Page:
It’s hard to imagine anything slowing down Shelley Smith. This four-time
Emmy-winning reporter and author of three books has covered nearly every
sporting event possible for ESPN—while also writing long-form features
and investigative stories. But in May 2014, this go-getter was stopped
in her tracks by one word: cancer. “I got a diagnosis for breast
cancer that May after having a routine check up. To say I was shocked
is an understatement,” says Smith. “The waiting is the hardest
part. Waiting and not knowing whether it has spread to your bones ...
It’s so hard.” After going through the typical testing and
wait periods, Smith’s physician recommended the traditional chemo/radiation
and mastectomy approach.
A friend suggested that Smith get another opinion and referred her to
David Chan, MD, at Torrance Memorial Medical Center, who participates in multiple clinical
trials and offers personalized care for breast cancer treatment. Dr. Chan,
a specialist in hematology and oncology, as well as the author of the book
Breast Cancer: Real Questions/Real Answers, A Guide for Patients and Families, participates in oncology clinical trials to test new molecules and new
treatment combinations that are more effective and less painful for the patient.
Dr. Chan placed Smith on an anti-estrogen drug for six months that significantly
reduced her tumor, allowing for lumpectomy surgery instead of mastectomy—a
less painful approach. After her lumpectomy, Smith received chemo and
radiation and was then given a 3-D mammogram that “changed everything.”
The use of 3-D technology to clearly see her results was critical.
Smith allowed a television crew to follow her experience at
Torrance Memorial’s Breast Diagnostic Center, where she was able to sit down with
Patricia Sacks, MD, and compare images of her breast tissue from a typical 2-D mammogram
with that of a 3-D. Side by side, the two images were remarkable.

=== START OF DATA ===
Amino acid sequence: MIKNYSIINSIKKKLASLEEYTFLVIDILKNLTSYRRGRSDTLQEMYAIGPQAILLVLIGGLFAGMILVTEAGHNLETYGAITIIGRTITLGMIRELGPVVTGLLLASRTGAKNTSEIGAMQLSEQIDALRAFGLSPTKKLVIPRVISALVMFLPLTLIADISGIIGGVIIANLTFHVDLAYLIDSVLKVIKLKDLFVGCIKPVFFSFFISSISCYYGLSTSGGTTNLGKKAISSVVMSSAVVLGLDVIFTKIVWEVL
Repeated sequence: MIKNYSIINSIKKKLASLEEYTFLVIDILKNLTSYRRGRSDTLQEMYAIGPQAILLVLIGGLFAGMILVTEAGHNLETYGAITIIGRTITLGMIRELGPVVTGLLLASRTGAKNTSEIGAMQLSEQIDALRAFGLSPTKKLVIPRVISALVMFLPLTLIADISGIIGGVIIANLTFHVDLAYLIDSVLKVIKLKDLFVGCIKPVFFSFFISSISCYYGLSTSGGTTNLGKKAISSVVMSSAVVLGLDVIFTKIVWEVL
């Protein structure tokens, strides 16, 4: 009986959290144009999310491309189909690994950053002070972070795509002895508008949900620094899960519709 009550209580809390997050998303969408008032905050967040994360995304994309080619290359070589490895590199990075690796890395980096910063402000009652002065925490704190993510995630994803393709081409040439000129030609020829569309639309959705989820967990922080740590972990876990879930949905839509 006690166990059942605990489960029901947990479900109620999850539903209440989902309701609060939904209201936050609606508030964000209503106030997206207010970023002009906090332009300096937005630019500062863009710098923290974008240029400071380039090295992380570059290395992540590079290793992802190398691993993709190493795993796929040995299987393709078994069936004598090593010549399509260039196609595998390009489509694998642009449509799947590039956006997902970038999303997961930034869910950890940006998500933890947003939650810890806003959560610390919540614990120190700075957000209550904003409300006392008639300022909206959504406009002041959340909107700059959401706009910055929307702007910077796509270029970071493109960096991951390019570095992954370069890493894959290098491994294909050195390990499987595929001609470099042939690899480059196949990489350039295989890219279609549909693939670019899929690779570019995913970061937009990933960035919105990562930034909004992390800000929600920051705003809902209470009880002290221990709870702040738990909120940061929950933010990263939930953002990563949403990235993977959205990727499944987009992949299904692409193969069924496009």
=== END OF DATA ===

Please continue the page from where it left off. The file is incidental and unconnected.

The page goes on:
“It’s hard to see a snowball in a snow storm,” says Dr.
Sacks, who was able to discern from the 3-D mammogram image that Smith
no longer had a mass—no longer had cancer. With the 2-D mammogram
the image was too blurry to be certain.
Smith, now cancer-free, is on a campaign to expand the availability of
3-D mammography across America, as well as shorten wait times for test
results. She wished she had known at her initial diagnosis that she could
have asked to be referred to a physician that offered 3-D mammograms.
Smith is so grateful to Torrance Memorial that she agreed to train with
a professional dancer and compete in a ballroom dancing contest to raise
money for the hospital. On Sept. 25, the 57-year-old journalist wowed
the audience during the Hot Ballroom Nights charity event sponsored by
You Can Dance Studio in Hermosa Beach and owner Anna Trebunskaya of
Dancing With the Stars fame. Smith’s sense of humor, grace and energy resulted in a standing ovation
at the event. “Thyra Endicott, MD, my radiologist, attended the event with
Melanie H. Friedlander, MD, my surgeon, along with several nurses from Torrance Memorial,” she says.
Smith, who claims she doesn’t have a “dancing bone in her body,”
says she agreed to participate in the event because of something Herm
Edwards, former coach for the New York Jets, once said to her: “Life
is not a dress rehearsal. Go for it every day. Don’t hold back.
Don’t go 90%. Go 100%.”
To see Smith’s documentary, Triumphant, visit